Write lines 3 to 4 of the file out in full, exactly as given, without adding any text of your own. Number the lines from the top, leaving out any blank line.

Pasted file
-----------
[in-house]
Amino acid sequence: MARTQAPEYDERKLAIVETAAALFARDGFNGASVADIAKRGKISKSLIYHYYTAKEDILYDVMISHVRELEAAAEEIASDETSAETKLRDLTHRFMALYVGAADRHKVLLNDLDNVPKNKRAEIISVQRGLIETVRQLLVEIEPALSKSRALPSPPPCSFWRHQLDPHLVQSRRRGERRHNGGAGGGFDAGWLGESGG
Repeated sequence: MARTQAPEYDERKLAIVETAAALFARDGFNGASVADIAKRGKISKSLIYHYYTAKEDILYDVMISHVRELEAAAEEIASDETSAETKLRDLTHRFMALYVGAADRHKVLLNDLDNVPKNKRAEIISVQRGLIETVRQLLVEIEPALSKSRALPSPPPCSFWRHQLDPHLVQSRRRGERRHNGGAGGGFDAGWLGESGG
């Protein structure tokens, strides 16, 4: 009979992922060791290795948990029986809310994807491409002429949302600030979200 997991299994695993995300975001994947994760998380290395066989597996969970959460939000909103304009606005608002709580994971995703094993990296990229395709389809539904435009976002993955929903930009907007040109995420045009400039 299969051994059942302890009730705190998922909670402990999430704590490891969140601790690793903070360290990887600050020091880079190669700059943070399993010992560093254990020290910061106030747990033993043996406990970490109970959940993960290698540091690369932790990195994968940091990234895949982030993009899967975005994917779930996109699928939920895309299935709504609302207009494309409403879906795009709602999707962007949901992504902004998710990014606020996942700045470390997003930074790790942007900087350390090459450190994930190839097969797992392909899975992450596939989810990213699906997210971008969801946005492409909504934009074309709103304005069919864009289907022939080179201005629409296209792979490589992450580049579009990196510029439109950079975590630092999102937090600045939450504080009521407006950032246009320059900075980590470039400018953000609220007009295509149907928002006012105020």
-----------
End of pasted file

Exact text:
Repeated sequence: MARTQAPEYDERKLAIVETAAALFARDGFNGASVADIAKRGKISKSLIYHYYTAKEDILYDVMISHVRELEAAAEEIASDETSAETKLRDLTHRFMALYVGAADRHKVLLNDLDNVPKNKRAEIISVQRGLIETVRQLLVEIEPALSKSRALPSPPPCSFWRHQLDPHLVQSRRRGERRHNGGAGGGFDAGWLGESGG
């Protein structure tokens, strides 16, 4: 009979992922060791290795948990029986809310994807491409002429949302600030979200 997991299994695993995300975001994947994760998380290395066989597996969970959460939000909103304009606005608002709580994971995703094993990296990229395709389809539904435009976002993955929903930009907007040109995420045009400039 299969051994059942302890009730705190998922909670402990999430704590490891969140601790690793903070360290990887600050020091880079190669700059943070399993010992560093254990020290910061106030747990033993043996406990970490109970959940993960290698540091690369932790990195994968940091990234895949982030993009899967975005994917779930996109699928939920895309299935709504609302207009494309409403879906795009709602999707962007949901992504902004998710990014606020996942700045470390997003930074790790942007900087350390090459450190994930190839097969797992392909899975992450596939989810990213699906997210971008969801946005492409909504934009074309709103304005069919864009289907022939080179201005629409296209792979490589992450580049579009990196510029439109950079975590630092999102937090600045939450504080009521407006950032246009320059900075980590470039400018953000609220007009295509149907928002006012105020």